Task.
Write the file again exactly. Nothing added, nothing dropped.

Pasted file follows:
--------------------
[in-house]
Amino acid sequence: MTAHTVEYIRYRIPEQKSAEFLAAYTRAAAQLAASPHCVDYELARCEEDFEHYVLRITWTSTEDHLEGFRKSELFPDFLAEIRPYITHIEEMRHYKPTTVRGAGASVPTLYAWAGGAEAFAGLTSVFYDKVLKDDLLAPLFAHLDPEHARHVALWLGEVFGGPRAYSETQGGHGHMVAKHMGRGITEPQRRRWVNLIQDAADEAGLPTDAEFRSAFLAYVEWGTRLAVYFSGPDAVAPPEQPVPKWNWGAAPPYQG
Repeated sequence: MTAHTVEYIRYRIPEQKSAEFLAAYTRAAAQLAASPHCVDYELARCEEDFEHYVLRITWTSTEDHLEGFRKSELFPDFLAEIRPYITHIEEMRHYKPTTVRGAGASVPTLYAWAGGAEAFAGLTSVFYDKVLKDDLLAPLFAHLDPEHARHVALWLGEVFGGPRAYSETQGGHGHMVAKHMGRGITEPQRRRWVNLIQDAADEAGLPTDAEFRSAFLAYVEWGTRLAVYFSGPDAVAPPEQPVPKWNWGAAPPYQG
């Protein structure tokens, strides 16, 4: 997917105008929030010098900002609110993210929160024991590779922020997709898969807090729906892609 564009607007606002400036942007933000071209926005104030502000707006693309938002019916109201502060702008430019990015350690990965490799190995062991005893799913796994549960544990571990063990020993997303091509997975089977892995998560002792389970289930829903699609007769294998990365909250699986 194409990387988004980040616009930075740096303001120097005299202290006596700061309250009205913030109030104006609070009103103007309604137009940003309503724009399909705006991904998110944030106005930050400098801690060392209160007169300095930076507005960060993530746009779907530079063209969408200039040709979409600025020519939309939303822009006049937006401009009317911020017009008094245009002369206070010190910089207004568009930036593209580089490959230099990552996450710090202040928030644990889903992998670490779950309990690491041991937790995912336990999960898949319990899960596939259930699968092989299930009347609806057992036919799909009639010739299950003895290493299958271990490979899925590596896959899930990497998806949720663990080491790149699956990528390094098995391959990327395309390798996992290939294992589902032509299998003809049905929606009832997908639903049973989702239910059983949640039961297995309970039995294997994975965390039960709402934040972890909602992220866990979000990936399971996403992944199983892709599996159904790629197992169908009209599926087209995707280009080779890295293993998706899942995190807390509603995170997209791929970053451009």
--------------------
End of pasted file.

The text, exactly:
[in-house]
Amino acid sequence: MTAHTVEYIRYRIPEQKSAEFLAAYTRAAAQLAASPHCVDYELARCEEDFEHYVLRITWTSTEDHLEGFRKSELFPDFLAEIRPYITHIEEMRHYKPTTVRGAGASVPTLYAWAGGAEAFAGLTSVFYDKVLKDDLLAPLFAHLDPEHARHVALWLGEVFGGPRAYSETQGGHGHMVAKHMGRGITEPQRRRWVNLIQDAADEAGLPTDAEFRSAFLAYVEWGTRLAVYFSGPDAVAPPEQPVPKWNWGAAPPYQG
Repeated sequence: MTAHTVEYIRYRIPEQKSAEFLAAYTRAAAQLAASPHCVDYELARCEEDFEHYVLRITWTSTEDHLEGFRKSELFPDFLAEIRPYITHIEEMRHYKPTTVRGAGASVPTLYAWAGGAEAFAGLTSVFYDKVLKDDLLAPLFAHLDPEHARHVALWLGEVFGGPRAYSETQGGHGHMVAKHMGRGITEPQRRRWVNLIQDAADEAGLPTDAEFRSAFLAYVEWGTRLAVYFSGPDAVAPPEQPVPKWNWGAAPPYQG
């Protein structure tokens, strides 16, 4: 997917105008929030010098900002609110993210929160024991590779922020997709898969807090729906892609 564009607007606002400036942007933000071209926005104030502000707006693309938002019916109201502060702008430019990015350690990965490799190995062991005893799913796994549960544990571990063990020993997303091509997975089977892995998560002792389970289930829903699609007769294998990365909250699986 194409990387988004980040616009930075740096303001120097005299202290006596700061309250009205913030109030104006609070009103103007309604137009940003309503724009399909705006991904998110944030106005930050400098801690060392209160007169300095930076507005960060993530746009779907530079063209969408200039040709979409600025020519939309939303822009006049937006401009009317911020017009008094245009002369206070010190910089207004568009930036593209580089490959230099990552996450710090202040928030644990889903992998670490779950309990690491041991937790995912336990999960898949319990899960596939259930699968092989299930009347609806057992036919799909009639010739299950003895290493299958271990490979899925590596896959899930990497998806949720663990080491790149699956990528390094098995391959990327395309390798996992290939294992589902032509299998003809049905929606009832997908639903049973989702239910059983949640039961297995309970039995294997994975965390039960709402934040972890909602992220866990979000990936399971996403992944199983892709599996159904790629197992169908009209599926087209995707280009080779890295293993998706899942995190807390509603995170997209791929970053451009």